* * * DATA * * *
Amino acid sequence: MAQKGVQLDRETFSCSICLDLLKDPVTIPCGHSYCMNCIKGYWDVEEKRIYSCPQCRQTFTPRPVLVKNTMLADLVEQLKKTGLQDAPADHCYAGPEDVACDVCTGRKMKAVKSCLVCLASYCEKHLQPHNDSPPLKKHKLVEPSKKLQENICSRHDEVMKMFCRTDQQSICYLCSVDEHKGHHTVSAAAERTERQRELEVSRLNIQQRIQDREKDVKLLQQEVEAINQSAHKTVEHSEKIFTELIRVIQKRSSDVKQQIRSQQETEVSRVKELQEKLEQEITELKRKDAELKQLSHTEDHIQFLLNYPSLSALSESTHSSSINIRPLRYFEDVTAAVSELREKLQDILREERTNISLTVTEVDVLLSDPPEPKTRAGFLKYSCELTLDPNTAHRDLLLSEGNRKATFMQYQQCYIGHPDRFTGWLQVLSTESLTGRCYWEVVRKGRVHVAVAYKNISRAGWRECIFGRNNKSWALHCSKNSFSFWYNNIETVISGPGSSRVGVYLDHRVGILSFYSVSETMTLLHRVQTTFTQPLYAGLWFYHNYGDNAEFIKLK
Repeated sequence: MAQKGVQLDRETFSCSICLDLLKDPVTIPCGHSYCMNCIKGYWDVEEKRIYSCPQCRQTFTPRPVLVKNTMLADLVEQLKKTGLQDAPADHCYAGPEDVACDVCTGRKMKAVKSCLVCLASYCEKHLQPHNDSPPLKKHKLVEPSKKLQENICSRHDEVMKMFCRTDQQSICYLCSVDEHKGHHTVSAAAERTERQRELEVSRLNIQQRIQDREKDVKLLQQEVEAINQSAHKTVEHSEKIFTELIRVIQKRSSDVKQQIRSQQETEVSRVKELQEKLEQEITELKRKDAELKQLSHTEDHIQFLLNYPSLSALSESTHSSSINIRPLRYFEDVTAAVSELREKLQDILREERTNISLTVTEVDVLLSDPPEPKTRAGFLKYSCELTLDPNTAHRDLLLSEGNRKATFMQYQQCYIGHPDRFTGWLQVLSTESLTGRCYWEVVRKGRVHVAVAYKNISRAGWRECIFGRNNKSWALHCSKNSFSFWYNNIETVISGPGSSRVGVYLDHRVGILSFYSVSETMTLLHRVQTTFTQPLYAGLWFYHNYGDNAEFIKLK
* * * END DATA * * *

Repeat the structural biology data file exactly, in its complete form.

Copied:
Amino acid sequence: MAQKGVQLDRETFSCSICLDLLKDPVTIPCGHSYCMNCIKGYWDVEEKRIYSCPQCRQTFTPRPVLVKNTMLADLVEQLKKTGLQDAPADHCYAGPEDVACDVCTGRKMKAVKSCLVCLASYCEKHLQPHNDSPPLKKHKLVEPSKKLQENICSRHDEVMKMFCRTDQQSICYLCSVDEHKGHHTVSAAAERTERQRELEVSRLNIQQRIQDREKDVKLLQQEVEAINQSAHKTVEHSEKIFTELIRVIQKRSSDVKQQIRSQQETEVSRVKELQEKLEQEITELKRKDAELKQLSHTEDHIQFLLNYPSLSALSESTHSSSINIRPLRYFEDVTAAVSELREKLQDILREERTNISLTVTEVDVLLSDPPEPKTRAGFLKYSCELTLDPNTAHRDLLLSEGNRKATFMQYQQCYIGHPDRFTGWLQVLSTESLTGRCYWEVVRKGRVHVAVAYKNISRAGWRECIFGRNNKSWALHCSKNSFSFWYNNIETVISGPGSSRVGVYLDHRVGILSFYSVSETMTLLHRVQTTFTQPLYAGLWFYHNYGDNAEFIKLK
Repeated sequence: MAQKGVQLDRETFSCSICLDLLKDPVTIPCGHSYCMNCIKGYWDVEEKRIYSCPQCRQTFTPRPVLVKNTMLADLVEQLKKTGLQDAPADHCYAGPEDVACDVCTGRKMKAVKSCLVCLASYCEKHLQPHNDSPPLKKHKLVEPSKKLQENICSRHDEVMKMFCRTDQQSICYLCSVDEHKGHHTVSAAAERTERQRELEVSRLNIQQRIQDREKDVKLLQQEVEAINQSAHKTVEHSEKIFTELIRVIQKRSSDVKQQIRSQQETEVSRVKELQEKLEQEITELKRKDAELKQLSHTEDHIQFLLNYPSLSALSESTHSSSINIRPLRYFEDVTAAVSELREKLQDILREERTNISLTVTEVDVLLSDPPEPKTRAGFLKYSCELTLDPNTAHRDLLLSEGNRKATFMQYQQCYIGHPDRFTGWLQVLSTESLTGRCYWEVVRKGRVHVAVAYKNISRAGWRECIFGRNNKSWALHCSKNSFSFWYNNIETVISGPGSSRVGVYLDHRVGILSFYSVSETMTLLHRVQTTFTQPLYAGLWFYHNYGDNAEFIKLK